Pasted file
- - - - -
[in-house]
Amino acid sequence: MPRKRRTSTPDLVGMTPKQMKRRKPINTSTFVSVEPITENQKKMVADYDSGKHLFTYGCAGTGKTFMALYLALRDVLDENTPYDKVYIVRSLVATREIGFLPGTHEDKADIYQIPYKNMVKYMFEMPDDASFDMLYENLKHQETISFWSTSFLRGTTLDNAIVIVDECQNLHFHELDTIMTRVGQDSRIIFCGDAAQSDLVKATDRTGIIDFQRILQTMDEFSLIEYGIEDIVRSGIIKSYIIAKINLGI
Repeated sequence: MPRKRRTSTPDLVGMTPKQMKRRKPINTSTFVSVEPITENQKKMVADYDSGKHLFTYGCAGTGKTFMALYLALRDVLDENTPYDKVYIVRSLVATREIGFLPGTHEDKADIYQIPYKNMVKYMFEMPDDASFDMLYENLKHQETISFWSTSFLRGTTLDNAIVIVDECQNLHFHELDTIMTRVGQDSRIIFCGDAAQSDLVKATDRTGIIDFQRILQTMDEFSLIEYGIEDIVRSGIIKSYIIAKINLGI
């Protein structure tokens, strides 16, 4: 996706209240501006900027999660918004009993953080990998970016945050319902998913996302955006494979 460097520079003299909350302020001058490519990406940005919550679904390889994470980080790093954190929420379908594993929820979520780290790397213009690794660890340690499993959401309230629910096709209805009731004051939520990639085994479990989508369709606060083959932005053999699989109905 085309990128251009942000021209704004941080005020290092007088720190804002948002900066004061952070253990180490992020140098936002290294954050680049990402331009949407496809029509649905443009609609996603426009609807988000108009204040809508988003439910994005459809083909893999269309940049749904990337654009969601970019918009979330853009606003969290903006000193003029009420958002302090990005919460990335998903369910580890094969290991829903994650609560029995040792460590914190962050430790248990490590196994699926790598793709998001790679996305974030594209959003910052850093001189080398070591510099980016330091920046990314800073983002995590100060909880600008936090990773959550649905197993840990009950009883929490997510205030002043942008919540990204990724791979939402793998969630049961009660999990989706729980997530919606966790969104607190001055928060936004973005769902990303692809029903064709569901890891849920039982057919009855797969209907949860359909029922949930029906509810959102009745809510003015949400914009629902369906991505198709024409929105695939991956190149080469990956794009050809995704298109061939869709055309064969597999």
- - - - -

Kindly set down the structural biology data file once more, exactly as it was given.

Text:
[in-house]
Amino acid sequence: MPRKRRTSTPDLVGMTPKQMKRRKPINTSTFVSVEPITENQKKMVADYDSGKHLFTYGCAGTGKTFMALYLALRDVLDENTPYDKVYIVRSLVATREIGFLPGTHEDKADIYQIPYKNMVKYMFEMPDDASFDMLYENLKHQETISFWSTSFLRGTTLDNAIVIVDECQNLHFHELDTIMTRVGQDSRIIFCGDAAQSDLVKATDRTGIIDFQRILQTMDEFSLIEYGIEDIVRSGIIKSYIIAKINLGI
Repeated sequence: MPRKRRTSTPDLVGMTPKQMKRRKPINTSTFVSVEPITENQKKMVADYDSGKHLFTYGCAGTGKTFMALYLALRDVLDENTPYDKVYIVRSLVATREIGFLPGTHEDKADIYQIPYKNMVKYMFEMPDDASFDMLYENLKHQETISFWSTSFLRGTTLDNAIVIVDECQNLHFHELDTIMTRVGQDSRIIFCGDAAQSDLVKATDRTGIIDFQRILQTMDEFSLIEYGIEDIVRSGIIKSYIIAKINLGI
């Protein structure tokens, strides 16, 4: 996706209240501006900027999660918004009993953080990998970016945050319902998913996302955006494979 460097520079003299909350302020001058490519990406940005919550679904390889994470980080790093954190929420379908594993929820979520780290790397213009690794660890340690499993959401309230629910096709209805009731004051939520990639085994479990989508369709606060083959932005053999699989109905 085309990128251009942000021209704004941080005020290092007088720190804002948002900066004061952070253990180490992020140098936002290294954050680049990402331009949407496809029509649905443009609609996603426009609807988000108009204040809508988003439910994005459809083909893999269309940049749904990337654009969601970019918009979330853009606003969290903006000193003029009420958002302090990005919460990335998903369910580890094969290991829903994650609560029995040792460590914190962050430790248990490590196994699926790598793709998001790679996305974030594209959003910052850093001189080398070591510099980016330091920046990314800073983002995590100060909880600008936090990773959550649905197993840990009950009883929490997510205030002043942008919540990204990724791979939402793998969630049961009660999990989706729980997530919606966790969104607190001055928060936004973005769902990303692809029903064709569901890891849920039982057919009855797969209907949860359909029922949930029906509810959102009745809510003015949400914009629902369906991505198709024409929105695939991956190149080469990956794009050809995704298109061939869709055309064969597999």